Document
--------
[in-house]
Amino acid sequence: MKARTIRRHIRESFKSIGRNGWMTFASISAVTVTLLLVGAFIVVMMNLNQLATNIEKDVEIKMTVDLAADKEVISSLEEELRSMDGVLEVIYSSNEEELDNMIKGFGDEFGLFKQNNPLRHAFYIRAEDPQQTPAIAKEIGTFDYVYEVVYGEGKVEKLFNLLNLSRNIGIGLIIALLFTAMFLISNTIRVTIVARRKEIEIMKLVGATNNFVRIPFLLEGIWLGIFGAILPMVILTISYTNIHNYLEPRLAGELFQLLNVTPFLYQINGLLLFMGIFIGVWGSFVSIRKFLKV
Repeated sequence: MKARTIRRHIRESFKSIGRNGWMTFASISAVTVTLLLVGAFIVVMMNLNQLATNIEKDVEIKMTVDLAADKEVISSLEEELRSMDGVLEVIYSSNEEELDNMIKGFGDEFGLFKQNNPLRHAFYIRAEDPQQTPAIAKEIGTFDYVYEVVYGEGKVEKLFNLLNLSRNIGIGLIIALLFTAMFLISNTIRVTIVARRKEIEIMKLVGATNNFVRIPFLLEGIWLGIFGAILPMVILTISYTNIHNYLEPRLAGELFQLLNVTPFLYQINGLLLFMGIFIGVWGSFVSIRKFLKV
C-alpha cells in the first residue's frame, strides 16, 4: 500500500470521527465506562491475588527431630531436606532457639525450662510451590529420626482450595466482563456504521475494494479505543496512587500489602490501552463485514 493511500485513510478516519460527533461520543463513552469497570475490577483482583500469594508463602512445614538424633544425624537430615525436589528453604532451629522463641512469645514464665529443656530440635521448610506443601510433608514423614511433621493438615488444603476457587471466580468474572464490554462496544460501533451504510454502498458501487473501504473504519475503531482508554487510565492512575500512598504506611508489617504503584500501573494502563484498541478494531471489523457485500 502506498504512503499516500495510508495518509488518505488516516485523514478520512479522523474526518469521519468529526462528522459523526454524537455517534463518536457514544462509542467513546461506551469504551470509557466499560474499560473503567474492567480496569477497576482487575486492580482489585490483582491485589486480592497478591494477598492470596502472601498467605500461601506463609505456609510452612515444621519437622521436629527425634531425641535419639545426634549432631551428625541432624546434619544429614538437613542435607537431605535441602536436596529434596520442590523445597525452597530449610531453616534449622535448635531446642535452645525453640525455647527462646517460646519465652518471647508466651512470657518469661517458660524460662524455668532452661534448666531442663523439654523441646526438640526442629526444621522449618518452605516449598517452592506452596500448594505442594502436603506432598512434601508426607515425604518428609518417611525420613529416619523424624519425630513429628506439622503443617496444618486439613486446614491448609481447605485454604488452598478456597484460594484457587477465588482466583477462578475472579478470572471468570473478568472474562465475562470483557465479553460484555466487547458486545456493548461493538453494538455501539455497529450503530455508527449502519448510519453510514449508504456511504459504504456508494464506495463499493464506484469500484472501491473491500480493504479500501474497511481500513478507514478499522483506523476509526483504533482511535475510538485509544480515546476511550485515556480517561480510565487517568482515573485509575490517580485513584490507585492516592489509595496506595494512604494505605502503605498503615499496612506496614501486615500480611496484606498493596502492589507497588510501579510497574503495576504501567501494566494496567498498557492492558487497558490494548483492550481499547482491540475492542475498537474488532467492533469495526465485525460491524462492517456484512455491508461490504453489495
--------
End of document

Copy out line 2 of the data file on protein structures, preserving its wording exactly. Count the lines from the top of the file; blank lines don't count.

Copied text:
Amino acid sequence: MKARTIRRHIRESFKSIGRNGWMTFASISAVTVTLLLVGAFIVVMMNLNQLATNIEKDVEIKMTVDLAADKEVISSLEEELRSMDGVLEVIYSSNEEELDNMIKGFGDEFGLFKQNNPLRHAFYIRAEDPQQTPAIAKEIGTFDYVYEVVYGEGKVEKLFNLLNLSRNIGIGLIIALLFTAMFLISNTIRVTIVARRKEIEIMKLVGATNNFVRIPFLLEGIWLGIFGAILPMVILTISYTNIHNYLEPRLAGELFQLLNVTPFLYQINGLLLFMGIFIGVWGSFVSIRKFLKV